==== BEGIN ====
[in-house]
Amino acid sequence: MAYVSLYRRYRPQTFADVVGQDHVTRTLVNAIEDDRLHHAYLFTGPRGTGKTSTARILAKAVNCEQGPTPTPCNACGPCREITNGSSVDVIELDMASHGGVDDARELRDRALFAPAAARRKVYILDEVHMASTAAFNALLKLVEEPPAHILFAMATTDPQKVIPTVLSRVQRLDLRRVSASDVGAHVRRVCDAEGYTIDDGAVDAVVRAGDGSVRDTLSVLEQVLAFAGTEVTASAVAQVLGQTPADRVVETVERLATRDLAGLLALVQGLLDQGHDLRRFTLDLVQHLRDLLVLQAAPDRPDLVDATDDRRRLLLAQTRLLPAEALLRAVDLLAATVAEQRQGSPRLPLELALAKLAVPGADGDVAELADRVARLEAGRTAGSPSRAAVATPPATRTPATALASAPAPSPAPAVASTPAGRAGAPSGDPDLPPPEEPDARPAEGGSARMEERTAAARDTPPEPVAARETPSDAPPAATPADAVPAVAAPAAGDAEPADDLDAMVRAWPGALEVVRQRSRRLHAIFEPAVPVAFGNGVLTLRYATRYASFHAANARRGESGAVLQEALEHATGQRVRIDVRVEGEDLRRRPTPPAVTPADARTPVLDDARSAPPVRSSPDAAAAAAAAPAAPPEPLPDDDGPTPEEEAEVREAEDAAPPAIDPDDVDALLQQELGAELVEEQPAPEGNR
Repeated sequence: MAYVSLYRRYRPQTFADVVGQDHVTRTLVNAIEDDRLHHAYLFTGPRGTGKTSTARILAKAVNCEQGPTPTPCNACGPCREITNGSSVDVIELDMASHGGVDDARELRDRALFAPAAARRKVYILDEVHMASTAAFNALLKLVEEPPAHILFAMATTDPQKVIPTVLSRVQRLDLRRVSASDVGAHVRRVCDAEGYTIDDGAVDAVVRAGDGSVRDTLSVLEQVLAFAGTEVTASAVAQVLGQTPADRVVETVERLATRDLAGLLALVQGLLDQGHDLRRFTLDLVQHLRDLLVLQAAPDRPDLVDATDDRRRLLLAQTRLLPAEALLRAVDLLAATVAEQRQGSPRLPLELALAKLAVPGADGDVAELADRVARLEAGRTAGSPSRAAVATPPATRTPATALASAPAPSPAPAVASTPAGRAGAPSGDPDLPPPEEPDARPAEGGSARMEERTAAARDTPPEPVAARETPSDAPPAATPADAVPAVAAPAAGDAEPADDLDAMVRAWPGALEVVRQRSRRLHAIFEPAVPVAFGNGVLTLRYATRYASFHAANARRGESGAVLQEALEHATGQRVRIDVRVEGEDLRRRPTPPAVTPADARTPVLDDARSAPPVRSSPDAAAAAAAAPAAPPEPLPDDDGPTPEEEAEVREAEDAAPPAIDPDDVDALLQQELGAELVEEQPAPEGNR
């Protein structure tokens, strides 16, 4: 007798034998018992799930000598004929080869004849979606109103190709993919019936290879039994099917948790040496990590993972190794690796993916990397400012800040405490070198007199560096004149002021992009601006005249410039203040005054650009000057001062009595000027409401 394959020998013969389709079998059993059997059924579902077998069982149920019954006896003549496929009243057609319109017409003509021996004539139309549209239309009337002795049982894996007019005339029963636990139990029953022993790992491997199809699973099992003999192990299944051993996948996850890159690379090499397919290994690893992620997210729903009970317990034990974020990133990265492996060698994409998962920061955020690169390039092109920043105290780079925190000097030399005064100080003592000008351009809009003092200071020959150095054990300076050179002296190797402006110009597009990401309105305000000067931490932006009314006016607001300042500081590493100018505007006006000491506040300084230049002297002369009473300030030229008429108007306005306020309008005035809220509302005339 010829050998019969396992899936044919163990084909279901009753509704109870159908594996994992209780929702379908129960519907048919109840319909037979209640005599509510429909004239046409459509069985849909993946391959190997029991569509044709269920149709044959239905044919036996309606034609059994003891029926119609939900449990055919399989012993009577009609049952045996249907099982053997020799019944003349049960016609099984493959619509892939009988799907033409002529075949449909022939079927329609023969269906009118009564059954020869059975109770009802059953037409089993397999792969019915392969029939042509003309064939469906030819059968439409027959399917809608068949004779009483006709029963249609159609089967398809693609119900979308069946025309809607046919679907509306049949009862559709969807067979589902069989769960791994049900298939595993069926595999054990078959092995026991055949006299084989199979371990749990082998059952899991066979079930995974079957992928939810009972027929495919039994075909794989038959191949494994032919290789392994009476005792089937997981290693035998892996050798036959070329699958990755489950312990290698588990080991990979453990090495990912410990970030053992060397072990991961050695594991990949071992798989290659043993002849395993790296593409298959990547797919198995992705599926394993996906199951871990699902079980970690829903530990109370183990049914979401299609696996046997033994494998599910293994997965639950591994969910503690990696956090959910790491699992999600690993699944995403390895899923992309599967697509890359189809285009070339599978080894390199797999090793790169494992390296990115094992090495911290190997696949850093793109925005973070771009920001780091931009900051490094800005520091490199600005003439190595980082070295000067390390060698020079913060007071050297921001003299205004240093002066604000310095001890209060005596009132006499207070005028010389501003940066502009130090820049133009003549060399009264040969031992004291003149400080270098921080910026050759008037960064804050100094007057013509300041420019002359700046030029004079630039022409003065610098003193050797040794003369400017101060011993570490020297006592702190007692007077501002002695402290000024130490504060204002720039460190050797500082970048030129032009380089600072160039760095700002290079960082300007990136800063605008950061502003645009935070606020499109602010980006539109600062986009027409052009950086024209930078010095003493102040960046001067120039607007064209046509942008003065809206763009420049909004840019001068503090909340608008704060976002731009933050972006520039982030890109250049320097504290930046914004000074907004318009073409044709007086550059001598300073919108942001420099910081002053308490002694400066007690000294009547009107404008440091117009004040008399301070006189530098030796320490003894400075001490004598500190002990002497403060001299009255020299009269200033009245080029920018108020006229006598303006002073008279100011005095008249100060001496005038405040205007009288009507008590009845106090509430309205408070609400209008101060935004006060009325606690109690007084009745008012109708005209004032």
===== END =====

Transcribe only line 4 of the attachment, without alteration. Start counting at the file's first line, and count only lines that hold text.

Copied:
């Protein structure tokens, strides 16, 4: 007798034998018992799930000598004929080869004849979606109103190709993919019936290879039994099917948790040496990590993972190794690796993916990397400012800040405490070198007199560096004149002021992009601006005249410039203040005054650009000057001062009595000027409401 394959020998013969389709079998059993059997059924579902077998069982149920019954006896003549496929009243057609319109017409003509021996004539139309549209239309009337002795049982894996007019005339029963636990139990029953022993790992491997199809699973099992003999192990299944051993996948996850890159690379090499397919290994690893992620997210729903009970317990034990974020990133990265492996060698994409998962920061955020690169390039092109920043105290780079925190000097030399005064100080003592000008351009809009003092200071020959150095054990300076050179002296190797402006110009597009990401309105305000000067931490932006009314006016607001300042500081590493100018505007006006000491506040300084230049002297002369009473300030030229008429108007306005306020309008005035809220509302005339 010829050998019969396992899936044919163990084909279901009753509704109870159908594996994992209780929702379908129960519907048919109840319909037979209640005599509510429909004239046409459509069985849909993946391959190997029991569509044709269920149709044959239905044919036996309606034609059994003891029926119609939900449990055919399989012993009577009609049952045996249907099982053997020799019944003349049960016609099984493959619509892939009988799907033409002529075949449909022939079927329609023969269906009118009564059954020869059975109770009802059953037409089993397999792969019915392969029939042509003309064939469906030819059968439409027959399917809608068949004779009483006709029963249609159609089967398809693609119900979308069946025309809607046919679907509306049949009862559709969807067979589902069989769960791994049900298939595993069926595999054990078959092995026991055949006299084989199979371990749990082998059952899991066979079930995974079957992928939810009972027929495919039994075909794989038959191949494994032919290789392994009476005792089937997981290693035998892996050798036959070329699958990755489950312990290698588990080991990979453990090495990912410990970030053992060397072990991961050695594991990949071992798989290659043993002849395993790296593409298959990547797919198995992705599926394993996906199951871990699902079980970690829903530990109370183990049914979401299609696996046997033994494998599910293994997965639950591994969910503690990696956090959910790491699992999600690993699944995403390895899923992309599967697509890359189809285009070339599978080894390199797999090793790169494992390296990115094992090495911290190997696949850093793109925005973070771009920001780091931009900051490094800005520091490199600005003439190595980082070295000067390390060698020079913060007071050297921001003299205004240093002066604000310095001890209060005596009132006499207070005028010389501003940066502009130090820049133009003549060399009264040969031992004291003149400080270098921080910026050759008037960064804050100094007057013509300041420019002359700046030029004079630039022409003065610098003193050797040794003369400017101060011993570490020297006592702190007692007077501002002695402290000024130490504060204002720039460190050797500082970048030129032009380089600072160039760095700002290079960082300007990136800063605008950061502003645009935070606020499109602010980006539109600062986009027409052009950086024209930078010095003493102040960046001067120039607007064209046509942008003065809206763009420049909004840019001068503090909340608008704060976002731009933050972006520039982030890109250049320097504290930046914004000074907004318009073409044709007086550059001598300073919108942001420099910081002053308490002694400066007690000294009547009107404008440091117009004040008399301070006189530098030796320490003894400075001490004598500190002990002497403060001299009255020299009269200033009245080029920018108020006229006598303006002073008279100011005095008249100060001496005038405040205007009288009507008590009845106090509430309205408070609400209008101060935004006060009325606690109690007084009745008012109708005209004032």